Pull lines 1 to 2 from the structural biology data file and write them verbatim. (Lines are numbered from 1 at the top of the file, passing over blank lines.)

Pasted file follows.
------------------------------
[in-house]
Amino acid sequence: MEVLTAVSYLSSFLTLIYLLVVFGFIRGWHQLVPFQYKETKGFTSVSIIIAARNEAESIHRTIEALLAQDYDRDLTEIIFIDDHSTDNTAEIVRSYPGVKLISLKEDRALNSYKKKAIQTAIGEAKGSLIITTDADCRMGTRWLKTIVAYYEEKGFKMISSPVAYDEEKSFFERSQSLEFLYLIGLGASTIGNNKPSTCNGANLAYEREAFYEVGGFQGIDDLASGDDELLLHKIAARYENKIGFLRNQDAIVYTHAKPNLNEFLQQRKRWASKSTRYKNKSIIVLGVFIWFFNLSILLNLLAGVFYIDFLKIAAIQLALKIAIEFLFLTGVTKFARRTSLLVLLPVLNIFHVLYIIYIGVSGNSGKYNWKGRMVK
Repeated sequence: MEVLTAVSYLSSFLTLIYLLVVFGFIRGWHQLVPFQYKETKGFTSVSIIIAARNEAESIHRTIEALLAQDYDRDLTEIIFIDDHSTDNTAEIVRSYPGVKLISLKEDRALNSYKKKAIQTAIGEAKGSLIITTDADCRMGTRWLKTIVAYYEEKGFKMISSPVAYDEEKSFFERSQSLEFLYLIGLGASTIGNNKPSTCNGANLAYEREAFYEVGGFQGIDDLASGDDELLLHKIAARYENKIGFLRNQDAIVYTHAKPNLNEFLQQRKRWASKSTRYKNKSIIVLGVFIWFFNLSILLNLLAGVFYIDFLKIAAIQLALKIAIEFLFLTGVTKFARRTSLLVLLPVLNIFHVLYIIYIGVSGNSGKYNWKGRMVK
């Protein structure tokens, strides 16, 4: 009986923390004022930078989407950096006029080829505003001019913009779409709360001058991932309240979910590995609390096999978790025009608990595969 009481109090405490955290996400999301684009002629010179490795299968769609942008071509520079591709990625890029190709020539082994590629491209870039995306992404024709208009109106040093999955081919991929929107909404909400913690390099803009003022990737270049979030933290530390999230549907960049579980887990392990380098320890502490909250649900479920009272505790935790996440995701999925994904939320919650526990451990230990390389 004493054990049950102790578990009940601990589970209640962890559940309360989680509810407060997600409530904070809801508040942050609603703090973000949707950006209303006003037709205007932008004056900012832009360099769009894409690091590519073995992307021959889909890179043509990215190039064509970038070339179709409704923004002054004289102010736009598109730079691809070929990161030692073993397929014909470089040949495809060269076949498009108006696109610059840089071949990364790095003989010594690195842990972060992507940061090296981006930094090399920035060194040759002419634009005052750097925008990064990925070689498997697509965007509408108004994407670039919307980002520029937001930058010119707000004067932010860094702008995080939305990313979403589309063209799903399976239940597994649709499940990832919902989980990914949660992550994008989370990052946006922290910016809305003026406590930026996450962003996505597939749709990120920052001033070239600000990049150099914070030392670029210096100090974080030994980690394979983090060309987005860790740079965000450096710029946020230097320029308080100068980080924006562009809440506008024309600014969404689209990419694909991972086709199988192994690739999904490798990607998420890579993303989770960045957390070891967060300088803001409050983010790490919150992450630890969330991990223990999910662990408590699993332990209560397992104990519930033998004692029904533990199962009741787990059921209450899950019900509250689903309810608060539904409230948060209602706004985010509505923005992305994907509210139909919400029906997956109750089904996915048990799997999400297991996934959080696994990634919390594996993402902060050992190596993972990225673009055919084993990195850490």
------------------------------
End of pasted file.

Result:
[in-house]
Amino acid sequence: MEVLTAVSYLSSFLTLIYLLVVFGFIRGWHQLVPFQYKETKGFTSVSIIIAARNEAESIHRTIEALLAQDYDRDLTEIIFIDDHSTDNTAEIVRSYPGVKLISLKEDRALNSYKKKAIQTAIGEAKGSLIITTDADCRMGTRWLKTIVAYYEEKGFKMISSPVAYDEEKSFFERSQSLEFLYLIGLGASTIGNNKPSTCNGANLAYEREAFYEVGGFQGIDDLASGDDELLLHKIAARYENKIGFLRNQDAIVYTHAKPNLNEFLQQRKRWASKSTRYKNKSIIVLGVFIWFFNLSILLNLLAGVFYIDFLKIAAIQLALKIAIEFLFLTGVTKFARRTSLLVLLPVLNIFHVLYIIYIGVSGNSGKYNWKGRMVK